Science Minister Andrés Couve and the national director of the National Research and Development Agency (Agencia Nacional de Investigación y Desarrollo, ANID), Aisén Etcheverry have announced the 63 projects that will be financed by the COVID-19 Scientific Research Fund. They made the announcement from the Las Camelias Patio at La Moneda Palace.
This unprecedented competition will provide funding of up to 90 million Chilean pesos (US$111,000) to research projects for a year so they can generate solutions and new knowledge about the pandemic and its consequences.
Minister Couve highlighted that “this call is an unparalleled example of the interest in and rapid response from the research community and the National Research and Development Agency to this pandemic. We congratulate the 63 selected projects, which reveal the diversity and great capacity there is in Chile for generating knowledge, which right now is geared to responding to a wide variety of questions that have emerged as a consequence of the pandemic. Each project contributes towards understanding from different disciplinary perspectives and strengthens the role of research in Chile's development.”
“Science has to take a long-term view but must also play an active role in the current situation. This has been successfully put to the test during this health crisis, and we have succeeded in raising funding within a record period of time to support the work being carried out today by the scientific community,” added ANID national director Aisén Etcheverry. She emphasized that 1,056 applications were received in just 23 days, a significant number considering the extraordinary situation in Chile.
Forty-six per cent of the projects selected are linked to medicine and health sciences, areas of knowledge that have been key to finding out more about the virus and how it affects people. Some of them address topics like immunity, treatment and epidemiological studies.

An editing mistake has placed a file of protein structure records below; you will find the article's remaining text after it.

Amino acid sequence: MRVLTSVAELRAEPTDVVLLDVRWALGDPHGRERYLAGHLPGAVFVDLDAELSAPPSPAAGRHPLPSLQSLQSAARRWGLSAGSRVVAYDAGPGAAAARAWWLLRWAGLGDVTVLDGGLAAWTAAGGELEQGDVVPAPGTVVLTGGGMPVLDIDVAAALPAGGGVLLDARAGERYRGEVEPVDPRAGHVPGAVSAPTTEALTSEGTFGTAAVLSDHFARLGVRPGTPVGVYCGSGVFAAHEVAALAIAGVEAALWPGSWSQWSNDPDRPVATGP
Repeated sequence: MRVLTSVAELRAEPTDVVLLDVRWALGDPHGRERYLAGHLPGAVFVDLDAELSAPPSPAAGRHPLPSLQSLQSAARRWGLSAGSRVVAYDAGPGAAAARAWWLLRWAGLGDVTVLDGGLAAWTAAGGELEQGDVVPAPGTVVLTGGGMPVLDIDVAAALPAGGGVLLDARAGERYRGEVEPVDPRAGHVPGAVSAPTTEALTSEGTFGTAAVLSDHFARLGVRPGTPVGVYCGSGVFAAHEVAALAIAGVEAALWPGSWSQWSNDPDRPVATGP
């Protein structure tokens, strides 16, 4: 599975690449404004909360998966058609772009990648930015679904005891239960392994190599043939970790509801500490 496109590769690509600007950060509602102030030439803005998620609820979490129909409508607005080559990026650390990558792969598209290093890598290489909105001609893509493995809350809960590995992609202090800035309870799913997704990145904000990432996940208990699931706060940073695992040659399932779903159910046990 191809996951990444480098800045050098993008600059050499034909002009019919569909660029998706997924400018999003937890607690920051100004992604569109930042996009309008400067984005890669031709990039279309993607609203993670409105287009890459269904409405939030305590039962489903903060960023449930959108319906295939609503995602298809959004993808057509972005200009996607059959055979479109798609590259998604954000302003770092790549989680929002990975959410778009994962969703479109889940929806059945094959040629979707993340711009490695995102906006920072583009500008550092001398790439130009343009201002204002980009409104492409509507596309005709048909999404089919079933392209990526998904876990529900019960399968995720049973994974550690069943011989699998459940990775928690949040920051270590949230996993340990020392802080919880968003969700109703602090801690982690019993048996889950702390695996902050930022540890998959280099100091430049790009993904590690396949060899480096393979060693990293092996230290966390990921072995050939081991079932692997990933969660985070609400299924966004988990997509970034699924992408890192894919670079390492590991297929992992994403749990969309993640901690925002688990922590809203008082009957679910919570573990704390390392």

Meanwhile, 32% of the projects are from different fields of social science and are designed to look at topics like the impact of the Coronavirus on educational processes, communication and teleworking during lockdown.
Among the projects from other disciplines are some related to engineering and technology on topics like predictive modeling or artificial intelligence; natural sciences for developing genome studies; and humanities related to teaching topics; as well as agricultural science.
At institutional level, 17 of the proposals selected are from Universidad de Chile, 9 from the Pontificia Universidad Católica de Chile, 6 from Universidad de Concepción, 5 from Universidad de la Frontera, along with 18 other institutions from different parts of Chile.
In terms of geographical distribution, in addition to the high participation from the Metropolitan Region, 8 projects are from the Biobío Region, 5 from the Araucanía Region and 4 from the Valparaíso Region.
In the context of the Science Ministry and ANID’s agenda on gender, which seeks to bring greater balance to the scientific system, the officials highlighted the fact that 44% of the projects selected for COVID-19 scientific research funding are led by women and over 50% of all the research teams include women researchers. “The most diverse teams do better science and as a system we need to seek the best results, both in excellence and equity,” added ANID director Aisén Etcheverry.
Another important aspect of this competition is that the research teams selected must share their results and make all the information generated available to the community, including the databases and the products they generate. This access must be free of charge, unrestricted and allow the information to be freely reused in accordance with existing open access practices.